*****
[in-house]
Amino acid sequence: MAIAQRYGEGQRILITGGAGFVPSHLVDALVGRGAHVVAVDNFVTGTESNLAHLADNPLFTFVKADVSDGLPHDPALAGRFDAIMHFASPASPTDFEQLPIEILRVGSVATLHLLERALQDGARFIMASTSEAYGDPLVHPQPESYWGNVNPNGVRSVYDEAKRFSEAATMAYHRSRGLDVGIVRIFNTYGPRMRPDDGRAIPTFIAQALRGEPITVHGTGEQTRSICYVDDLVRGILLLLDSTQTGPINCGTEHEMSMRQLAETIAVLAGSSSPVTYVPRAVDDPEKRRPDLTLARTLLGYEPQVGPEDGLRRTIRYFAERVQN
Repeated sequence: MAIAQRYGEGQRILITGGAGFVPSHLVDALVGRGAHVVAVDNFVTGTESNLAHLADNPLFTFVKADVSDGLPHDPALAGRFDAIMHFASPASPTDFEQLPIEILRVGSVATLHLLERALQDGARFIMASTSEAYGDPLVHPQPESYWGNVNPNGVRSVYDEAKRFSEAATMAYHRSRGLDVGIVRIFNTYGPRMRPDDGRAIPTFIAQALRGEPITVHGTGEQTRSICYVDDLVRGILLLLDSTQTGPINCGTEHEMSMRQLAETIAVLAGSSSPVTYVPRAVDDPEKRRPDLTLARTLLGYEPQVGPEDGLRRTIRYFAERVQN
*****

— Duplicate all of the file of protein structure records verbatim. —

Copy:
[in-house]
Amino acid sequence: MAIAQRYGEGQRILITGGAGFVPSHLVDALVGRGAHVVAVDNFVTGTESNLAHLADNPLFTFVKADVSDGLPHDPALAGRFDAIMHFASPASPTDFEQLPIEILRVGSVATLHLLERALQDGARFIMASTSEAYGDPLVHPQPESYWGNVNPNGVRSVYDEAKRFSEAATMAYHRSRGLDVGIVRIFNTYGPRMRPDDGRAIPTFIAQALRGEPITVHGTGEQTRSICYVDDLVRGILLLLDSTQTGPINCGTEHEMSMRQLAETIAVLAGSSSPVTYVPRAVDDPEKRRPDLTLARTLLGYEPQVGPEDGLRRTIRYFAERVQN
Repeated sequence: MAIAQRYGEGQRILITGGAGFVPSHLVDALVGRGAHVVAVDNFVTGTESNLAHLADNPLFTFVKADVSDGLPHDPALAGRFDAIMHFASPASPTDFEQLPIEILRVGSVATLHLLERALQDGARFIMASTSEAYGDPLVHPQPESYWGNVNPNGVRSVYDEAKRFSEAATMAYHRSRGLDVGIVRIFNTYGPRMRPDDGRAIPTFIAQALRGEPITVHGTGEQTRSICYVDDLVRGILLLLDSTQTGPINCGTEHEMSMRQLAETIAVLAGSSSPVTYVPRAVDDPEKRRPDLTLARTLLGYEPQVGPEDGLRRTIRYFAERVQN